Sorry, no time to write! Here are some pics from our weekend wedding trip. Enjoy!

Tuesday, May 15, 2007

Giving Our Eye Teeth

The men in my house have had a few rough days. We spent a fun Saturday at a colleague’s for a crab feast. Mike very carefully prepared items for the diaper bag (Formula – check! Nipples and Rings – check! Bottle liners – check!) We were secure in the knowledge that we had our baby bases covered. You know where this is headed, right? We forgot the actual bottle. Off Mike goes to the local grocery store and returns with one. All set! And then we realize that the carefully packed formula, the one Mike took special care to prepare, was still at home on our kitchen counter. Drew had a supper of water and jarred sweet potatoes.

Nevertheless, Drew fared better than his big brother. Because although Clay wasn’t into the shellfish, he had great fun rough housing with the other boys (and strangely, there were no little girls at this event). And, since boys will be boys, Clay’s front tooth made a very forceful contact with another little boy’s head. How did this happen? We’re still not sure. Something about a slide, and a ‘head butting’ game. Fortunately, his tooth is still in place, although the gum was quite bruised. An emergency call to the dentist was slightly reassuring. He suggested soft foods, Motrin, and an office visit a few days later. And indeed, by the time we rolled Clay into the dentist’s office this morning, the tooth looked much better. The boy even got the excitement of an x-ray! And a plastic police car! (No candy from the dentist, doncha know.) Dr. D pointed to the x-ray and showed me the GINORMOUS adult teeth that are already in place, and offered his prediction that orthodontia is in Clay’s future.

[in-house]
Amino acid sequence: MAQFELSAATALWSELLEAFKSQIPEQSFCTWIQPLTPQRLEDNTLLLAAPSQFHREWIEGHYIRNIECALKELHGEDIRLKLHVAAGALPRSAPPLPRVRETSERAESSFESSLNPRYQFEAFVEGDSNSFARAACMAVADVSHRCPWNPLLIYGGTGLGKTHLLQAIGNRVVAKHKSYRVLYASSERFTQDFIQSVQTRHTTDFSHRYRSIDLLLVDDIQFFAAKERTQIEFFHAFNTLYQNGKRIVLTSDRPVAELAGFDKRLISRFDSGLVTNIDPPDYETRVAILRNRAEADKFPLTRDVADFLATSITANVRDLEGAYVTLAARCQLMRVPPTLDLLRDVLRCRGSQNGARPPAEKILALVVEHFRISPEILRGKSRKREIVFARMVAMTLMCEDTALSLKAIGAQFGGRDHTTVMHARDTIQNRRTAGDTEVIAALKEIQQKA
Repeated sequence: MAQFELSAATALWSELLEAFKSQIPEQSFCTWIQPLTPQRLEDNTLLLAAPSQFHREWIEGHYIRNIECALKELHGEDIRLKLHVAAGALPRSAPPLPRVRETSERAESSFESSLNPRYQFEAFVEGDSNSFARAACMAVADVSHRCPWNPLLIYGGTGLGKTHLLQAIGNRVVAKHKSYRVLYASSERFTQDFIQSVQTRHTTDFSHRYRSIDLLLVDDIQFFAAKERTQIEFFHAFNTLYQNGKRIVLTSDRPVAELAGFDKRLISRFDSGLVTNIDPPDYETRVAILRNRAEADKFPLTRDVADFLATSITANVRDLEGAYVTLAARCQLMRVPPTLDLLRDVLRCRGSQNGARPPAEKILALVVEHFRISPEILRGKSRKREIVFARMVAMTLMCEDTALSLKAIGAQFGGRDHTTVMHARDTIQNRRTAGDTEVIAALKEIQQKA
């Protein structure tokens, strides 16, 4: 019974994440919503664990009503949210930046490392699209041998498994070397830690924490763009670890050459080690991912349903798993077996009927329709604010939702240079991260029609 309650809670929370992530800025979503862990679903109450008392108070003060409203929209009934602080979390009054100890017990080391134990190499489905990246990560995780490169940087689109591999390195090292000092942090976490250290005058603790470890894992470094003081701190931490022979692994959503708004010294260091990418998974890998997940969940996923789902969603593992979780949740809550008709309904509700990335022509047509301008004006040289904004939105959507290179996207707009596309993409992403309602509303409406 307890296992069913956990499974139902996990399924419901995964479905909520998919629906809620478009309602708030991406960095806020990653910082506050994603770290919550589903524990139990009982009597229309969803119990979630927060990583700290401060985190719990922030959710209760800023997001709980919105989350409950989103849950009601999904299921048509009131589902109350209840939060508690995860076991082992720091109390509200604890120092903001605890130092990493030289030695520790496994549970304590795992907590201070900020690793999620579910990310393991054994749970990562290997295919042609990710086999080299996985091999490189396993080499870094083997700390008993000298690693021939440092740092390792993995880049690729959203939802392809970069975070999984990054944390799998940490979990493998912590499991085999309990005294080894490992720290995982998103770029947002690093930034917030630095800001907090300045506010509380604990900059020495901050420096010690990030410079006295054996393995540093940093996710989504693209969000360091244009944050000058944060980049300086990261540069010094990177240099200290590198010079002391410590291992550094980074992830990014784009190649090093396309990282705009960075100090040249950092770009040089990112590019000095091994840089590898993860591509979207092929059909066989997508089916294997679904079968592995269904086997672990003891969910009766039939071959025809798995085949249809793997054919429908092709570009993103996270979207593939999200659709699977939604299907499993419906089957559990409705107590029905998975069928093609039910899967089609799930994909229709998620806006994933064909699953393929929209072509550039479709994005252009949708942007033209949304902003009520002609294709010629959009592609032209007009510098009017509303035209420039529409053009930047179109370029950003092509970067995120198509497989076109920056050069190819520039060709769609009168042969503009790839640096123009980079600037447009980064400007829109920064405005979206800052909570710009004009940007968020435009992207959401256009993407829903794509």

Great news, right? (Except for the expensive braces, but hey, you can’t have everything.) Little did Mike realize that his turn was fast approaching.

After the dentist, he and the boys headed down 95 to Stafford. Traffic conditions were as congested as usual, and he rolled into the parking lot at Pop’s assisted living facility a little after noon. Now, Mike’s quite the multitasker, but dealing with a 95 year old incontinent geriatric in a wheelchair, a precocious almost four-year old, and an 8 month old pushes him to the limits. He’s only had to negotiate situation twice, and both times he says that the only one who listens to him is Drew. Good news for today, though. It was discovered that Clay’s pretty good at pushing Pop’s wheelchair, although his steering leaves much to be desired.